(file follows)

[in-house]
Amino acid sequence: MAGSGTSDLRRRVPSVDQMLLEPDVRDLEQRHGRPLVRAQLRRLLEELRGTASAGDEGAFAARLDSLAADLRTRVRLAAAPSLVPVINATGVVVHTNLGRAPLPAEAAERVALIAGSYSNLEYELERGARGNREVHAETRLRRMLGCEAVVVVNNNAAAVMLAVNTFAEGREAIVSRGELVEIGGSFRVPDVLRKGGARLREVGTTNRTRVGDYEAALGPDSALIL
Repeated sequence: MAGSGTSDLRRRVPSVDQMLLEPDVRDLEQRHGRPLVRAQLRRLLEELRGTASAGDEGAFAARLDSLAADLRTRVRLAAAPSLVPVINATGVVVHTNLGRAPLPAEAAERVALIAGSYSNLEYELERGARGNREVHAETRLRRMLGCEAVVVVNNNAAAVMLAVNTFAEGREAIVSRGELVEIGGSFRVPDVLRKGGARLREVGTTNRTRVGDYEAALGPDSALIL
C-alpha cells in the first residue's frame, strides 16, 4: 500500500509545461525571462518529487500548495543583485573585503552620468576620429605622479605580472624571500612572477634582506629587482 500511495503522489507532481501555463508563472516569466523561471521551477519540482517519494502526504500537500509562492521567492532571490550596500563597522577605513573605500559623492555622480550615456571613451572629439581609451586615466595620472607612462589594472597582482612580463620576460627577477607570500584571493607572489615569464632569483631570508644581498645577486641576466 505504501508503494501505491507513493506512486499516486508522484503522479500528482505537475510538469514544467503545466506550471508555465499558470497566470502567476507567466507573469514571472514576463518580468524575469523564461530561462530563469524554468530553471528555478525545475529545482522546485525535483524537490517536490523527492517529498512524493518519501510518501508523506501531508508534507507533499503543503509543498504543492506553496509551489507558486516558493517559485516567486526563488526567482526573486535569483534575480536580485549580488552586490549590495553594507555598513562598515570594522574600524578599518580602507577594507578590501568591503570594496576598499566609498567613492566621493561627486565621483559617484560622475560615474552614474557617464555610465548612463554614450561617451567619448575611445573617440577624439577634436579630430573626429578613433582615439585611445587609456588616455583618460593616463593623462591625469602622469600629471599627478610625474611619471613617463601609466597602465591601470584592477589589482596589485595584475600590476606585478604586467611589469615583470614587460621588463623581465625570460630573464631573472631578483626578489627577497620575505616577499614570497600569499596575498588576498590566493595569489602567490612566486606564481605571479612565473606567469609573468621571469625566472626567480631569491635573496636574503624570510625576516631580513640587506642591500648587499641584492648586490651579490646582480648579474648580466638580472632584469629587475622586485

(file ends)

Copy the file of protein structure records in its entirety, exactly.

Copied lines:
[in-house]
Amino acid sequence: MAGSGTSDLRRRVPSVDQMLLEPDVRDLEQRHGRPLVRAQLRRLLEELRGTASAGDEGAFAARLDSLAADLRTRVRLAAAPSLVPVINATGVVVHTNLGRAPLPAEAAERVALIAGSYSNLEYELERGARGNREVHAETRLRRMLGCEAVVVVNNNAAAVMLAVNTFAEGREAIVSRGELVEIGGSFRVPDVLRKGGARLREVGTTNRTRVGDYEAALGPDSALIL
Repeated sequence: MAGSGTSDLRRRVPSVDQMLLEPDVRDLEQRHGRPLVRAQLRRLLEELRGTASAGDEGAFAARLDSLAADLRTRVRLAAAPSLVPVINATGVVVHTNLGRAPLPAEAAERVALIAGSYSNLEYELERGARGNREVHAETRLRRMLGCEAVVVVNNNAAAVMLAVNTFAEGREAIVSRGELVEIGGSFRVPDVLRKGGARLREVGTTNRTRVGDYEAALGPDSALIL
C-alpha cells in the first residue's frame, strides 16, 4: 500500500509545461525571462518529487500548495543583485573585503552620468576620429605622479605580472624571500612572477634582506629587482 500511495503522489507532481501555463508563472516569466523561471521551477519540482517519494502526504500537500509562492521567492532571490550596500563597522577605513573605500559623492555622480550615456571613451572629439581609451586615466595620472607612462589594472597582482612580463620576460627577477607570500584571493607572489615569464632569483631570508644581498645577486641576466 505504501508503494501505491507513493506512486499516486508522484503522479500528482505537475510538469514544467503545466506550471508555465499558470497566470502567476507567466507573469514571472514576463518580468524575469523564461530561462530563469524554468530553471528555478525545475529545482522546485525535483524537490517536490523527492517529498512524493518519501510518501508523506501531508508534507507533499503543503509543498504543492506553496509551489507558486516558493517559485516567486526563488526567482526573486535569483534575480536580485549580488552586490549590495553594507555598513562598515570594522574600524578599518580602507577594507578590501568591503570594496576598499566609498567613492566621493561627486565621483559617484560622475560615474552614474557617464555610465548612463554614450561617451567619448575611445573617440577624439577634436579630430573626429578613433582615439585611445587609456588616455583618460593616463593623462591625469602622469600629471599627478610625474611619471613617463601609466597602465591601470584592477589589482596589485595584475600590476606585478604586467611589469615583470614587460621588463623581465625570460630573464631573472631578483626578489627577497620575505616577499614570497600569499596575498588576498590566493595569489602567490612566486606564481605571479612565473606567469609573468621571469625566472626567480631569491635573496636574503624570510625576516631580513640587506642591500648587499641584492648586490651579490646582480648579474648580466638580472632584469629587475622586485